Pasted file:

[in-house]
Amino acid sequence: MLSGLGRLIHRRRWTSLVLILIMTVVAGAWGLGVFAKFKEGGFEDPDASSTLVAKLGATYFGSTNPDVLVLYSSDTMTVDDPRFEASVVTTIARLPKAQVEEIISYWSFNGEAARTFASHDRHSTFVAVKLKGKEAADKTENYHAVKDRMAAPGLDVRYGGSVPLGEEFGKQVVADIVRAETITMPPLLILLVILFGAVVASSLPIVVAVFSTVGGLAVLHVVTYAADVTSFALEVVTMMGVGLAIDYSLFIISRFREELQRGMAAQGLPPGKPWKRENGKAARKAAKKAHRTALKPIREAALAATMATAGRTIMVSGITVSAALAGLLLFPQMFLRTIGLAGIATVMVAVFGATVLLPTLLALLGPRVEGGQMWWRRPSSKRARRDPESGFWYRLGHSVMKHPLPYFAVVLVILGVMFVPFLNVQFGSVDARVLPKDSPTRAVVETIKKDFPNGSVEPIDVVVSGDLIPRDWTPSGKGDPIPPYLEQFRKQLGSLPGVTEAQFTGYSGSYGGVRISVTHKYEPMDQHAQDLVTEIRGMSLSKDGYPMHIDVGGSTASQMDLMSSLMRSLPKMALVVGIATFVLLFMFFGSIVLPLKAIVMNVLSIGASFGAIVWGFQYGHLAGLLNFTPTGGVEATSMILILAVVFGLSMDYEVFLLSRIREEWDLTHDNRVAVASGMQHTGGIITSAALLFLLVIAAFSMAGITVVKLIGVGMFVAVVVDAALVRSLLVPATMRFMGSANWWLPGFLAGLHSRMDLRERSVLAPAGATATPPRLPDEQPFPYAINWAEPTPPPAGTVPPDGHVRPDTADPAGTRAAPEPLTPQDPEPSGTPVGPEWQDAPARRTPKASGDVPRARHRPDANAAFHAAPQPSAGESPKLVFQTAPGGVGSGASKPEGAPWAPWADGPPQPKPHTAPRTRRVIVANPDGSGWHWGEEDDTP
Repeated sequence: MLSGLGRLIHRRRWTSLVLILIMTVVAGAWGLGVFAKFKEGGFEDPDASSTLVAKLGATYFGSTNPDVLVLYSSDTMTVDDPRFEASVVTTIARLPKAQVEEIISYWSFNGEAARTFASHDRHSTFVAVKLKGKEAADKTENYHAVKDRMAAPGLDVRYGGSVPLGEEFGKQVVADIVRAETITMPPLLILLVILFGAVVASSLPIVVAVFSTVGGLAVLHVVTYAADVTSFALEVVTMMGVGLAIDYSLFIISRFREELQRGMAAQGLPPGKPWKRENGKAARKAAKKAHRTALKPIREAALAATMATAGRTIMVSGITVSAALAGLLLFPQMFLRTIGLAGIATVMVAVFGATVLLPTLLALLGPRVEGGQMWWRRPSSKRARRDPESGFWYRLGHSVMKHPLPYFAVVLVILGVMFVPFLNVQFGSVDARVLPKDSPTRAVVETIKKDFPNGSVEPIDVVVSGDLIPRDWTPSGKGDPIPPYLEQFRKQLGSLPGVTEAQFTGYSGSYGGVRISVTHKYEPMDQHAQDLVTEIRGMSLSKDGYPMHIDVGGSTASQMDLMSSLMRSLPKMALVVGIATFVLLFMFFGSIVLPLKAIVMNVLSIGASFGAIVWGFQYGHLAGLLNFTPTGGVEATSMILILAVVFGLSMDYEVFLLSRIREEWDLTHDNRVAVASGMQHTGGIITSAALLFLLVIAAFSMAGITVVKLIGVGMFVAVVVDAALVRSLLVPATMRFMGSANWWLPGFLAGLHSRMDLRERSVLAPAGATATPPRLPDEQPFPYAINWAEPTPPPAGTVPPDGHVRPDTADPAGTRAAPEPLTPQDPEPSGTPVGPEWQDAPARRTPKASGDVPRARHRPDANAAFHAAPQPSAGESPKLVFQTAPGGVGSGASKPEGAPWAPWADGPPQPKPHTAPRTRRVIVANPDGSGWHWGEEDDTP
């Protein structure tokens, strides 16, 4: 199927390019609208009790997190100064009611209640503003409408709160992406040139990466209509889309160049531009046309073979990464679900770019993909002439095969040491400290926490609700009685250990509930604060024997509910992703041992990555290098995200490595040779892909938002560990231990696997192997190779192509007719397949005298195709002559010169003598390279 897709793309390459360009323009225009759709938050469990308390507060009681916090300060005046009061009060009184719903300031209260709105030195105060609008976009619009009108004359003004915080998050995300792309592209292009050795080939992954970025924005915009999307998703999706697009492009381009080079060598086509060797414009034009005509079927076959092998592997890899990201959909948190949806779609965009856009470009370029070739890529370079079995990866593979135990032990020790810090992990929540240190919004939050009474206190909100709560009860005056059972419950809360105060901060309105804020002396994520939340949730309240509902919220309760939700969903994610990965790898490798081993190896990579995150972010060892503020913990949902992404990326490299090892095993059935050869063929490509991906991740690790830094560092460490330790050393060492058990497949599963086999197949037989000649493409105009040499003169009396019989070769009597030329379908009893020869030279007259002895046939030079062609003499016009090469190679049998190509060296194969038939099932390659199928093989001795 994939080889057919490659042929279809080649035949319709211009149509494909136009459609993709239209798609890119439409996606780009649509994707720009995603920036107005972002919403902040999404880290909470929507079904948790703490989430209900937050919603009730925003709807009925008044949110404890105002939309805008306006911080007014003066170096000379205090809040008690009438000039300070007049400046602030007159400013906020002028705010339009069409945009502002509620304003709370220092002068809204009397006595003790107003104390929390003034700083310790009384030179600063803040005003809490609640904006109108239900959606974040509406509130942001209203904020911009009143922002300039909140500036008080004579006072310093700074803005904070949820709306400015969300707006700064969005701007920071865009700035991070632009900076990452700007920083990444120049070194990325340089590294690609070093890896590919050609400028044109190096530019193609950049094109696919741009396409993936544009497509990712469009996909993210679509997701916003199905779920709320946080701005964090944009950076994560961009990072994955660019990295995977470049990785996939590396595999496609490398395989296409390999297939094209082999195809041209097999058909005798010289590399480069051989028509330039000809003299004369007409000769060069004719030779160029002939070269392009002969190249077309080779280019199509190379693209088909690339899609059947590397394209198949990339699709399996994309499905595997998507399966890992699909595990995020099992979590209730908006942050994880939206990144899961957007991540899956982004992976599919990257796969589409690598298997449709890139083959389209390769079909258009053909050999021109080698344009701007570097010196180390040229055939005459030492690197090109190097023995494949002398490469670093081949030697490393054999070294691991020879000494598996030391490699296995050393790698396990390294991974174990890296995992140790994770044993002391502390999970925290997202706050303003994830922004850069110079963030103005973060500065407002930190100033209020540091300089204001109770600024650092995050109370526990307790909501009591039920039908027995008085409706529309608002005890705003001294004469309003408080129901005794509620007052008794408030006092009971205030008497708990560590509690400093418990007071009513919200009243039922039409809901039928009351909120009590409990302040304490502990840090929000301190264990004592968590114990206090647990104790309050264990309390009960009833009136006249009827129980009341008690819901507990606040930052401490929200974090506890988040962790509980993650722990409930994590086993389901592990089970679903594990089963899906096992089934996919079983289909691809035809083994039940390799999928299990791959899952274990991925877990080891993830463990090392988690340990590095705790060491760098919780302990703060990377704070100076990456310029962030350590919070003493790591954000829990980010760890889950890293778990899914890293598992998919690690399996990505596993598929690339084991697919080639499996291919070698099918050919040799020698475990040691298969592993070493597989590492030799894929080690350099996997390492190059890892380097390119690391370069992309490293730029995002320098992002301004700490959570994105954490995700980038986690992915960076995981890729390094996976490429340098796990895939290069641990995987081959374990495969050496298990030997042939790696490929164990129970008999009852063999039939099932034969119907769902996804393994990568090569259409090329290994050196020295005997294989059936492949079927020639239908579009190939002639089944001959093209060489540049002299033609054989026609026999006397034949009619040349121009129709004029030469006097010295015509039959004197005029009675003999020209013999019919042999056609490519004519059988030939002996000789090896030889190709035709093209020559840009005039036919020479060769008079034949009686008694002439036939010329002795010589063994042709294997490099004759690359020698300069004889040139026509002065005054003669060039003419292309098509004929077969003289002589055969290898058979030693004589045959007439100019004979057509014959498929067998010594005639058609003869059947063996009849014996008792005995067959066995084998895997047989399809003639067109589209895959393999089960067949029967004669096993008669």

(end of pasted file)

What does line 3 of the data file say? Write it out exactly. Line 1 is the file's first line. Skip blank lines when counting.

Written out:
Repeated sequence: MLSGLGRLIHRRRWTSLVLILIMTVVAGAWGLGVFAKFKEGGFEDPDASSTLVAKLGATYFGSTNPDVLVLYSSDTMTVDDPRFEASVVTTIARLPKAQVEEIISYWSFNGEAARTFASHDRHSTFVAVKLKGKEAADKTENYHAVKDRMAAPGLDVRYGGSVPLGEEFGKQVVADIVRAETITMPPLLILLVILFGAVVASSLPIVVAVFSTVGGLAVLHVVTYAADVTSFALEVVTMMGVGLAIDYSLFIISRFREELQRGMAAQGLPPGKPWKRENGKAARKAAKKAHRTALKPIREAALAATMATAGRTIMVSGITVSAALAGLLLFPQMFLRTIGLAGIATVMVAVFGATVLLPTLLALLGPRVEGGQMWWRRPSSKRARRDPESGFWYRLGHSVMKHPLPYFAVVLVILGVMFVPFLNVQFGSVDARVLPKDSPTRAVVETIKKDFPNGSVEPIDVVVSGDLIPRDWTPSGKGDPIPPYLEQFRKQLGSLPGVTEAQFTGYSGSYGGVRISVTHKYEPMDQHAQDLVTEIRGMSLSKDGYPMHIDVGGSTASQMDLMSSLMRSLPKMALVVGIATFVLLFMFFGSIVLPLKAIVMNVLSIGASFGAIVWGFQYGHLAGLLNFTPTGGVEATSMILILAVVFGLSMDYEVFLLSRIREEWDLTHDNRVAVASGMQHTGGIITSAALLFLLVIAAFSMAGITVVKLIGVGMFVAVVVDAALVRSLLVPATMRFMGSANWWLPGFLAGLHSRMDLRERSVLAPAGATATPPRLPDEQPFPYAINWAEPTPPPAGTVPPDGHVRPDTADPAGTRAAPEPLTPQDPEPSGTPVGPEWQDAPARRTPKASGDVPRARHRPDANAAFHAAPQPSAGESPKLVFQTAPGGVGSGASKPEGAPWAPWADGPPQPKPHTAPRTRRVIVANPDGSGWHWGEEDDTP